Thursday, 6 March 2014

How to get an Apprenticeship in IT

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As we move towards the end of National Apprenticeship Week 2014, here at Firebrand we are working hard to answer questions from the many eager and capable youngsters currently expressing an interest in Firebrand's IT apprenticeships.

Having discovered the benefits of a career in IT and how an IT apprenticeship can help make that a reality, the next question on a would be apprentice's mind is often 'how do I get an apprenticeship in IT?' In the following post I will seek to give practical advice on how to achieve such a feat.


How to get an apprenticeship in IT

Whilst no single piece of advice equates to a silver bullet, if you follow these simple steps, you will find yourself on the path towards securing an apprenticeship. 

Finding an Apprenticeship

You've made a great start as Firebrand offer a range of IT apprenticeship programs. That a side, a key factor in securing an opportunity is first finding it. In September 2013, the National Apprenticeship service published figures highlighting 6,846 vacancies in IT, Software, Web and Telecoms Professional apprenticeships.


You can find a range of opportunities, including Firebrand's IT apprenticeships, on the following websites:


  • Apprenticeships Vacancy Matching Service - the National Apprenticeship Service's official website advertising thousands of vacancies.
  • Not Going to Uni - offering apprenticeship opportunities from more than 1000 training providers, Not Going to Uni currently advertise 461 IT apprenticeships. (correct as of 06/03/2013) 
  • reed.co.uk - the UK's #1 job site currently advertises 267 apprentice vacancies in the field of IT & Telecoms
Which type of Apprenticeship is right for you?

'IT Apprenticeship' is a rather broad term covering a wide variety of different programs. There are thousands of different careers in IT, focusing on multiple types of technology, with vastly different job roles and as such there are many types of apprenticeships available. Working out the which type is right for you is vital in focusing your application process.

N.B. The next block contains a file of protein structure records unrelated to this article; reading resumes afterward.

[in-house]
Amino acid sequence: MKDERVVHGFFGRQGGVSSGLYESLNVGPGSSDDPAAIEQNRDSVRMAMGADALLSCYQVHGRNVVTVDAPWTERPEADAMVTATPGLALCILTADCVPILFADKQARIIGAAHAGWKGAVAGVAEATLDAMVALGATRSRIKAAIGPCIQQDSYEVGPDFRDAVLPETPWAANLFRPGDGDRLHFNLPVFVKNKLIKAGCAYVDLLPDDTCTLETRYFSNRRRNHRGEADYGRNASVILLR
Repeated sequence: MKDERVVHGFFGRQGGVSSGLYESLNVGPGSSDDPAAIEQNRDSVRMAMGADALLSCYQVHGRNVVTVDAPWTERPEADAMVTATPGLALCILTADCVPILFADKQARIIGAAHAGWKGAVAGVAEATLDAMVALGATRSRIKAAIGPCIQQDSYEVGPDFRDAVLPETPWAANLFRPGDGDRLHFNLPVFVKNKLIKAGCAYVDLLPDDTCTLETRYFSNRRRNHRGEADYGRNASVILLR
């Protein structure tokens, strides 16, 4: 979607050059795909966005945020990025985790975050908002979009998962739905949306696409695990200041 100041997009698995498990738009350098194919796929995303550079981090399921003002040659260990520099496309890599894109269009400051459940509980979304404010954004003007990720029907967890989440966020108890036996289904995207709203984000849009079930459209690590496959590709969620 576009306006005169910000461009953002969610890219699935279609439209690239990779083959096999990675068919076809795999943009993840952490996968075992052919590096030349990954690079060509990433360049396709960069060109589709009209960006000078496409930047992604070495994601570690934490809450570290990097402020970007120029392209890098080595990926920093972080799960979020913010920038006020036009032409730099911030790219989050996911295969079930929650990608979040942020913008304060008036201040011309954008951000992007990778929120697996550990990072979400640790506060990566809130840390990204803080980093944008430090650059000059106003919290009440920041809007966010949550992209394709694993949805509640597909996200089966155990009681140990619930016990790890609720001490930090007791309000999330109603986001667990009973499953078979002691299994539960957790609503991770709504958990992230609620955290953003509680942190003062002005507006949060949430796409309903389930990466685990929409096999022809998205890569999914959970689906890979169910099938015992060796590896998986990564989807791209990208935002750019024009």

After all, you wouldn't want to take an apprenticeship that teaches you how to manage a server, when in fact you want to become an App developer. Our IT apprentice program currently offers 4 separate tracks:
  • IT Desktop Support - learn all about PC technology and functionality, operating systems, security and network management as well as server administration.
  • IT Solutions Developer - currently in huge demand, learn the skills necessary to become a developer including software, web, application and gaming development, alongside the basics of programming in C#.
  • Server and Database Associate- this apprenticeship will teach you how to install, maintain, support and monitor the latest versions of Microsoft Windows Server and SQL Server.
  • HP & Microsoft Advanced Apprenticeship - this specifically develops knowledge associated with both HP and Microsoft technology. Upon completion the apprentice could work in an array of careers including that of IT Support Technician, Systems Engineer, IT User Support, IT and Network Administrator or System Administrator.
Check back regularly with multiple programmes currently being developed.

Here's Microsoft's MD, Michael Van der Bel talking about why you should sign up with an apprenticship with Firebrand.



Tailor your CV

Prior to joining Firebrand, I spent the better part of 3 years in recruitment. As a recruiter, I would wade through 1000s of CVs every single day. Time was money, so making a decision on whether an applicant is suitable usually occurs in the first 15-20 seconds of reading a CV. We would look for relevant keywords associated with the job role the applicant had applied for. This included but was not limited to past experience and if relevant an associated certification or qualification.

Tailoring your CV to reflect the opportunity you are applying for is a powerful way of catching the readers attention. For example if your applying for Firebrand's IT Solutions Developer apprenticeship, you could use the following techniques.


  • Add a covering letter expressing your desire to attend the apprentice program.
  • The title of your CV could state "Curriculum Vitae for the IT Solutions Developer Apprenticeship"
  • Most CVs contain a brief candidate profile, use this as an opportunity to mention your desire to work as a developer. 
  • Demonstrate relevant qualifications. If you have a GCSE in Information Technology, or a beginners certificate in coding, make sure you highlight it. Maybe even put it in bold. Or even underline it too. (stands out, doesn't it)
  • Demonstrate relevant experience. Leaving school, it's unlikely you have held a career in IT, but that doesn't mean you can't demonstrate experience. Perhaps you've made your own website, or built a basic app? Linking to these in a CV is a fantastic way of demonstrating relevant experience and interest.

Get going and Good Luck 

So there you have it, some practical advice on how to get an apprenticeship in IT. I hope you find it useful. Please feel free to comment if you have any additional questions, or perhaps want to add your own advice based on your experience.

About the Author

As part of Firebrand's global marketing team, Edward actively works to serve the IT community with news, reviews and technical how to guides. Working in the Industry for almost 3 years years, Edward has a wide variety of experience with Microsoft Technologies including SharePoint and Windows Server and Exchange Server. Edward is an active member of the IT community contributing to a variety of tech publications including Microsoft TechNet, Channel Pro and PC Advisor among others.